My first steps with Onenote
Summary: Little things count. If you make a time limited test version, don’t piss me of by demanding a direct internet registration to unlock the beta! Things like this will just speed up the process of me joining the lines of Open Source development – even on my beloved applications.
As new tablet owner, I of course am looking into software to make my life easier. Onenote and Evernote are both mentioned as ‘the’ applications for using your tablet instead of dozens of postits.
While Evernote does have a free version, I have to admit, that I am not into the way it presents notes. So I thought I would give Onenote a quick look, even thought it costs some money. Well, if it really helps me getting organized, it is worth the money. Besides, the inked enabled version of Evernote does cost money too.
So I did get my key from Microsoft for my test download, downloaded it and installed it on the tablet. It took me about 40 seconds to get highly disappointed with this software (if you would like to compare it: I am still angry about that education pack thing, but this is just plain annoying). Why 40 seconds?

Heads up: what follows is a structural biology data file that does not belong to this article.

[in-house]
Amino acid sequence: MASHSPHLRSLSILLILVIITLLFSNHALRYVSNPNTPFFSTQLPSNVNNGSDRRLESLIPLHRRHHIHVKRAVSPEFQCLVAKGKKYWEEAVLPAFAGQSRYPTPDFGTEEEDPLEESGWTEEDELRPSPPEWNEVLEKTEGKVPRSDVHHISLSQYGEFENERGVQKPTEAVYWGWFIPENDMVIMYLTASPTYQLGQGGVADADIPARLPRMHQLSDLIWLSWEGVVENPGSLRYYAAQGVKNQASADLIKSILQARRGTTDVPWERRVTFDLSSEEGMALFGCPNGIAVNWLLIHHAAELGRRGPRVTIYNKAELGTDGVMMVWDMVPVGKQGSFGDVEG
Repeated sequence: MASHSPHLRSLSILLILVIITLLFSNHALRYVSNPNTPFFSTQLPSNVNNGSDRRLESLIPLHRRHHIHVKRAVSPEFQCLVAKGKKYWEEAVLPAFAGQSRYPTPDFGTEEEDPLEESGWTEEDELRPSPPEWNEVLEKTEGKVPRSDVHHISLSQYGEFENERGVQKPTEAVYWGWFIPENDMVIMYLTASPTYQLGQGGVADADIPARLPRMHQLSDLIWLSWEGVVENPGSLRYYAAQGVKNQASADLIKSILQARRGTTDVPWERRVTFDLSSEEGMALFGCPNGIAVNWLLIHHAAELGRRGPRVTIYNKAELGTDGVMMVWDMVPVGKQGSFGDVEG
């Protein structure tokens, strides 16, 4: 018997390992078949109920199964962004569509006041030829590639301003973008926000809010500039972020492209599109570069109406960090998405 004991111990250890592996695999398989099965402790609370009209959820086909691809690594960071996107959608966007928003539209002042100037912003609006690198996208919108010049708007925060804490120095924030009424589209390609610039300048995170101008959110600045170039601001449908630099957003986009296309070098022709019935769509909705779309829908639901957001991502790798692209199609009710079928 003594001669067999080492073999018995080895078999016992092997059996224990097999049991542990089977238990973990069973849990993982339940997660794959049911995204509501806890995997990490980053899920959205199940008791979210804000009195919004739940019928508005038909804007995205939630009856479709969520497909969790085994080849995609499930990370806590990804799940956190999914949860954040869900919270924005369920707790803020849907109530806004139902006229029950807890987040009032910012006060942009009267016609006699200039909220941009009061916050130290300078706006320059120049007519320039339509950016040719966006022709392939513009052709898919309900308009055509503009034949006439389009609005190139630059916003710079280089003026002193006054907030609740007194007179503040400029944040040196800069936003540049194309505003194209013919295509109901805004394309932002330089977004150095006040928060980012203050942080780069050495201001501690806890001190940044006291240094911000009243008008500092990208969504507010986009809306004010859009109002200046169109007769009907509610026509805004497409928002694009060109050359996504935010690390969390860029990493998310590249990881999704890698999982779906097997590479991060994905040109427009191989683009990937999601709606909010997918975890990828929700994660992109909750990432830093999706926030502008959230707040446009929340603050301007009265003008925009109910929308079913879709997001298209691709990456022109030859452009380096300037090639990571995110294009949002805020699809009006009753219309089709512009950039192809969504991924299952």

Because that is about the time it took me from starting the software, to going through the first steps of the flash based tutorial (getting bored with that after 30 seconds, yeah, will look into that later, want to do notes now!) to see a message, that I have to activate my trial version – which I already had to get a key for and pay with my email address.
Which means nothing else then ‘we want to check who installed and used my software’. As my fritzbox is not up and running, I don’t have any net connectivity of my tablet at the moment and I though “it says it won’t work with all features, but that is okay, I can active it later, it will not be that critical’.
Me naive thing. The 38th second ended, when I was eager just to jot something down to find – nothing happening. I was expecting to be able just to start as in journal just to paint my notes. From what I figure from my quick looking around and testing, it seems to me, that I can’t use ink in Onenote testing without activation? Please tell me, that I overlooked something?